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Exact solution? (solving equations)

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Dec 16, 2005
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Could anyone can help to solve the exact solution if possible or the ways to find the values of A, B and C? Thanks.

Given the values of x, y and z (where x+y+z=1), find the values of A, B and C and their relationship is:

x=A/(A+B+C); y=B/(A+B+C), z=C/(A+B+C)

for example: x=0.310, y=0.338, z=0.352

Isn't this just a case of three equations and three unkowns? You can use a number of ways to solve this -- Gaussian elimination, matrix inversion, or just use matlab or mathcad to solve it for you.

Best regards,

Hi Dennis,
The problem stated above has an insufficiency in it. Now givien that x+y+z =1 and having stated that x= A/(A+B+C)--(1) & y = B/(A+B+C)--(2) then we know that z= 1-x-y and can conclude z= C/(A+B+C) so the above problem reduces to solving two equations in three unknowns, Now if we say A+B+C =k(x+y+z)=k
then we have A=kx, B=ky and C=kz so for any given x,y,z satisfying x+y+z =1 we can choose any k and have infinitly many solutions to the above equations.


On another note, I see a problem with uniqueness here ... maybe the determinant of the matrix will be zero in this case. Well let me try a simple solution assuming that I have x=0.310, y=0.338 and z=0.352.

Assume that I have A=0.310 and I let A+B+C=1, then your first equation would be satisified. Then if I have B=0.338, the second equation would be satisfied and picking C=0.352 the third equation would be satisifed.

Now let me pick A=0.620 (twice what I had before) and let A+B+C=2 (twice what I assumed before). I will still satisfy the first equation since I multiplied both the top and the bottom by the same numbers. So if I continue and pick B=0.676 and C=0.704, I will still satisfy the three equations.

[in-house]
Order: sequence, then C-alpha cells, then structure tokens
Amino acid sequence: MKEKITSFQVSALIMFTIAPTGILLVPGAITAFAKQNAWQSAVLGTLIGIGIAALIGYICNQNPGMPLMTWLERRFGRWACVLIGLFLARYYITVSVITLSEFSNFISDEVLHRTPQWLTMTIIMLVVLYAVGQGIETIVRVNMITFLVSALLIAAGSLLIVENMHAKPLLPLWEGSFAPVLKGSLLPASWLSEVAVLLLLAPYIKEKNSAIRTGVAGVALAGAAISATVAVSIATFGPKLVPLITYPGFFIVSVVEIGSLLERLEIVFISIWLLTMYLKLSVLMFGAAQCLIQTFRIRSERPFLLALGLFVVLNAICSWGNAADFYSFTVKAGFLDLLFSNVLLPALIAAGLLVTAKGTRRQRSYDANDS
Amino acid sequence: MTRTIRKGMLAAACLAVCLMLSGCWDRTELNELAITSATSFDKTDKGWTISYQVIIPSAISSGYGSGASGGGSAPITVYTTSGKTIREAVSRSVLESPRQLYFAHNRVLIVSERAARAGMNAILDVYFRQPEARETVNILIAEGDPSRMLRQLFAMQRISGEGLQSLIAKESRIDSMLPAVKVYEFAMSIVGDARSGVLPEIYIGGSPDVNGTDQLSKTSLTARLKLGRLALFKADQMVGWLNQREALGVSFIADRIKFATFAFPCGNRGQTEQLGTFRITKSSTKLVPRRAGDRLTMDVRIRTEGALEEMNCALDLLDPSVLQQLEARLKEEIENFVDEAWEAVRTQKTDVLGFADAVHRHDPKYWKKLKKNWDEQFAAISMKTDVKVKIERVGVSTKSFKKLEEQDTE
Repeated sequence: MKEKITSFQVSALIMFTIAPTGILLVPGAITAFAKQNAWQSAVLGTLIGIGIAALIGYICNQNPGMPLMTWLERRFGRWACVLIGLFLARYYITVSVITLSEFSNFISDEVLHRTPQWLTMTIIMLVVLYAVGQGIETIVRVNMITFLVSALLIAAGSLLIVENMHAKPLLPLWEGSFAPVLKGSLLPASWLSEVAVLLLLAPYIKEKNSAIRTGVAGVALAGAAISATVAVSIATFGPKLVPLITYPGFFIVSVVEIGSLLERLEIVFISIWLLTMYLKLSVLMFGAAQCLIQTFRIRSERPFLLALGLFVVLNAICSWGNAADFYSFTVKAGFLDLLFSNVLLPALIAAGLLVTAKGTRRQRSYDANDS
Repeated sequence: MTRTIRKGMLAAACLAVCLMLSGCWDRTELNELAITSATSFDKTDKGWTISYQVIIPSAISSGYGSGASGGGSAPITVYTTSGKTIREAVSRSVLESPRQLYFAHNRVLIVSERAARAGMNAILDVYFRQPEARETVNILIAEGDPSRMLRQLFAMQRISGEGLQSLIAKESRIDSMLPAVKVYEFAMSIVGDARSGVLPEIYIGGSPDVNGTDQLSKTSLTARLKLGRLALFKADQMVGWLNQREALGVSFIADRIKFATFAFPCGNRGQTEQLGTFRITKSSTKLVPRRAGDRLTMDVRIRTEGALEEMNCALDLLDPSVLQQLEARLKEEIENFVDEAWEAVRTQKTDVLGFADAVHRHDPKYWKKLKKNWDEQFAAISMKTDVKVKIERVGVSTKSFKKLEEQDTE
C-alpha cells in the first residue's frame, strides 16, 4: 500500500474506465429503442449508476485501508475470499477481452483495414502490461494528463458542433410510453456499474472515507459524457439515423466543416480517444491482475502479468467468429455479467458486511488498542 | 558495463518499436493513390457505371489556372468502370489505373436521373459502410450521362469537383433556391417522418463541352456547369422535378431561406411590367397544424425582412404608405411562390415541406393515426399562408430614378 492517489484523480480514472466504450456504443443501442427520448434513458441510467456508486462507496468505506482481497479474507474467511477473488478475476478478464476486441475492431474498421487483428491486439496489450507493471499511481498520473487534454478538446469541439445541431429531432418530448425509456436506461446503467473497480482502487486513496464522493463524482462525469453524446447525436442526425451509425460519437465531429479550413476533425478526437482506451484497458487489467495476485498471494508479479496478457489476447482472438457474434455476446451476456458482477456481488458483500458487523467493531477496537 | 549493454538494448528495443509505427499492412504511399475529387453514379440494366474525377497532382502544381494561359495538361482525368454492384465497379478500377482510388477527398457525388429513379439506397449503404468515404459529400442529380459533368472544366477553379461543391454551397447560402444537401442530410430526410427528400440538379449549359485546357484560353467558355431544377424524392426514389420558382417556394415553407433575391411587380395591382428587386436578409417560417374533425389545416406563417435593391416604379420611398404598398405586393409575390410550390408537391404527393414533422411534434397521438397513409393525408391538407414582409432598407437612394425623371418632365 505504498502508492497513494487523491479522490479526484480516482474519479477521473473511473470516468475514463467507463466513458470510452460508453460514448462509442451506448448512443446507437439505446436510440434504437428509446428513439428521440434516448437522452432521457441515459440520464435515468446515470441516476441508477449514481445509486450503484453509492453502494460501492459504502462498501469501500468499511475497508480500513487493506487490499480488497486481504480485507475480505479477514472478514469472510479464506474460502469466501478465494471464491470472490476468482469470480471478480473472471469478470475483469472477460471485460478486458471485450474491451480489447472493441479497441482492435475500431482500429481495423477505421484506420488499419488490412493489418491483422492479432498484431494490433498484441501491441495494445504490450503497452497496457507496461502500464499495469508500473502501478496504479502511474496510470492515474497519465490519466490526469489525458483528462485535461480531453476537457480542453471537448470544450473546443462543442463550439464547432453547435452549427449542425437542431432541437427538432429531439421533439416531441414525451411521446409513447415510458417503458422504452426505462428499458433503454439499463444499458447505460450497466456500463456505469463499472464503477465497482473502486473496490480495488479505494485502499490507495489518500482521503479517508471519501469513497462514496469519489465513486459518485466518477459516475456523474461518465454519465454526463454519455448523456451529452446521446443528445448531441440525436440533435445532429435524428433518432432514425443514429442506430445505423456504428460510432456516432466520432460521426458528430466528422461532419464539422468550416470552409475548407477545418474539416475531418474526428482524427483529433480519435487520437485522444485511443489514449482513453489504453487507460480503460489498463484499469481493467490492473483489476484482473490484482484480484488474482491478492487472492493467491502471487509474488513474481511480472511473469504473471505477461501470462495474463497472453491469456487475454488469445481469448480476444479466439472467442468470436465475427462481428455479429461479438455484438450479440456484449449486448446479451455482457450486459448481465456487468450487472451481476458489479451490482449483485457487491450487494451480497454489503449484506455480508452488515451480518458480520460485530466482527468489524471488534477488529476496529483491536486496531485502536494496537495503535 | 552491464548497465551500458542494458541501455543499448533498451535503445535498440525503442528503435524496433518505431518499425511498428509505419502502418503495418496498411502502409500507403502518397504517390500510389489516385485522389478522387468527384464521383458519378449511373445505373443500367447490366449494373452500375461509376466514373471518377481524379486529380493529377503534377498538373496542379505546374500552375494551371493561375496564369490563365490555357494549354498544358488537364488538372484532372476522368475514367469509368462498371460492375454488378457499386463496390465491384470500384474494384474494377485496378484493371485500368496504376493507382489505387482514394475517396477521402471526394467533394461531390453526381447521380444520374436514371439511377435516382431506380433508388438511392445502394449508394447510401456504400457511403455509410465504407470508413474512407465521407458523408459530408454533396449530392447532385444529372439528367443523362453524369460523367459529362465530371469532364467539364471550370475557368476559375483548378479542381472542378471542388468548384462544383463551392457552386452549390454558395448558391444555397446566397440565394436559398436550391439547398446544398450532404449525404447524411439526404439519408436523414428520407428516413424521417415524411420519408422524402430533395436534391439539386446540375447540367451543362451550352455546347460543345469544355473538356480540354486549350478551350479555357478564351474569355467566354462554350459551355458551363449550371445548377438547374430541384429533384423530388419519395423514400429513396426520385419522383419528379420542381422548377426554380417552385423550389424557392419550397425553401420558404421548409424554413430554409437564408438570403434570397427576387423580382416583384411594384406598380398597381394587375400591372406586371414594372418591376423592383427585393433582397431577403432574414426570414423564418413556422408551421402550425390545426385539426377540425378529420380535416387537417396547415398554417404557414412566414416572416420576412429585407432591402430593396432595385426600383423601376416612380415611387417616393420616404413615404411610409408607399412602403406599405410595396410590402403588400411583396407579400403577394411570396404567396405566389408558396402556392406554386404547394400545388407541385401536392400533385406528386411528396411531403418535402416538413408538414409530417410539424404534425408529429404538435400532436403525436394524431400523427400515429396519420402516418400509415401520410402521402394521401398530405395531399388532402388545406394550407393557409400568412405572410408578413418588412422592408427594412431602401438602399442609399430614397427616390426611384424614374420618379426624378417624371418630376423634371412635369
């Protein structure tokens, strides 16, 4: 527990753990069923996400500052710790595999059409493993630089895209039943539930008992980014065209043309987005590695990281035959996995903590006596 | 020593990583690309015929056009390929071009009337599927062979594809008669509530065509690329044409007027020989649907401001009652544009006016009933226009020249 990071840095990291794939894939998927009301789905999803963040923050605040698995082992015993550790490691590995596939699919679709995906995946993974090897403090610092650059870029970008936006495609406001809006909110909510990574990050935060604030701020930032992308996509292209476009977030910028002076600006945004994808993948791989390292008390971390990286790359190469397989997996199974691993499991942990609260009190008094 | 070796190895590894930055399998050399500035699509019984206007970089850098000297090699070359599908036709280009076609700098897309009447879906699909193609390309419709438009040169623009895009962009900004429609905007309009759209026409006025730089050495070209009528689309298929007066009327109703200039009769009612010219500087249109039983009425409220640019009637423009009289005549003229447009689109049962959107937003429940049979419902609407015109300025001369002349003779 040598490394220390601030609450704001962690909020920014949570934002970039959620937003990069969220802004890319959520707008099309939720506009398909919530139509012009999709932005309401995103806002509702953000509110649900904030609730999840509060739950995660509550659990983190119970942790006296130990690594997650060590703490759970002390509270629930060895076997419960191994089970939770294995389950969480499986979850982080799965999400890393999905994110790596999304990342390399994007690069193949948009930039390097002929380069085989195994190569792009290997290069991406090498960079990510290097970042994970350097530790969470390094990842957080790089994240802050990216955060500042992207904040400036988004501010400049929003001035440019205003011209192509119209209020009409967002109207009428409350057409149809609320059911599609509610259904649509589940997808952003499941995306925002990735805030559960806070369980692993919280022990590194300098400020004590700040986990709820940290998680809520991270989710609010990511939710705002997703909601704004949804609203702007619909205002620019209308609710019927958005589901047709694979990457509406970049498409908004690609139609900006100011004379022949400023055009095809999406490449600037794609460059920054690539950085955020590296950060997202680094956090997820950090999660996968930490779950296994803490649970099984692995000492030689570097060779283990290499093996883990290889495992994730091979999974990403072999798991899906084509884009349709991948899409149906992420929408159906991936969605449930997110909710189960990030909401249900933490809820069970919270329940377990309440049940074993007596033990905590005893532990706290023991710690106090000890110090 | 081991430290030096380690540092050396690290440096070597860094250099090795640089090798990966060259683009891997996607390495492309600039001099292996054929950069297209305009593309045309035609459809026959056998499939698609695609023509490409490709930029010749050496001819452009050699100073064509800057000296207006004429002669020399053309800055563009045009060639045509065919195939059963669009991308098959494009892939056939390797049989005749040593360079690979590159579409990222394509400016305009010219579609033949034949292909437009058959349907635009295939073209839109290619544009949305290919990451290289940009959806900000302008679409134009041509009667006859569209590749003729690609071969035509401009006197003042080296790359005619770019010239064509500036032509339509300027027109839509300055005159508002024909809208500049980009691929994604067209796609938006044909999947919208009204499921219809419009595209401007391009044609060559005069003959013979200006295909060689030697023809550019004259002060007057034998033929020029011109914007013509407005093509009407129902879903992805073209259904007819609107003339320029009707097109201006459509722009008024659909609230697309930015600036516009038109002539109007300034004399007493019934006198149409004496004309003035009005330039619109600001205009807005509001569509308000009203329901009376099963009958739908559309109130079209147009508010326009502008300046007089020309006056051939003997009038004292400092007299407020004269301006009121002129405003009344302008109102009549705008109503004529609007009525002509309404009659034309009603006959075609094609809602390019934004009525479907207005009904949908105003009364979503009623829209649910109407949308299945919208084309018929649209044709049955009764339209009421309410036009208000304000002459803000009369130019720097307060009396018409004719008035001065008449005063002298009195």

All I am trying to say is that the solution to this set of equations is not unique. In fact each looks like a voltage divider calculation to me and you know that to get ratios of resistors you can choose different sets of resistors -- the choice is not unique. But you may have to choose a certain set of resistors so you don't dissipate to much power, draw too much current, etc.

By the way, my choice of a factor of two was arbitrary, you can choose any scaling factor that fits your expressions.

Best regards,

Added after 6 minutes:

Looks like kalyanram beat me to it :D and what he is saying is right.

I get it. Thanks a lot kalyanram and v_c :D

So, it seems that the solutions for A, B and C are:

A=kx, B=ky, C=kz for any positivie integers k with the condition A+B+C=k(x+y+z).

dennislau said:
A=kx, B=ky, C=kz for any positivie integers k with the condition A+B+C=k(x+y+z).
It doesn't have to be integer, can be any number except 0. (For example 0.5)

4 equations are given and 3 unknowns are to be found.Hence the system of equations will have infinite number of solutions.

dennislau is right.

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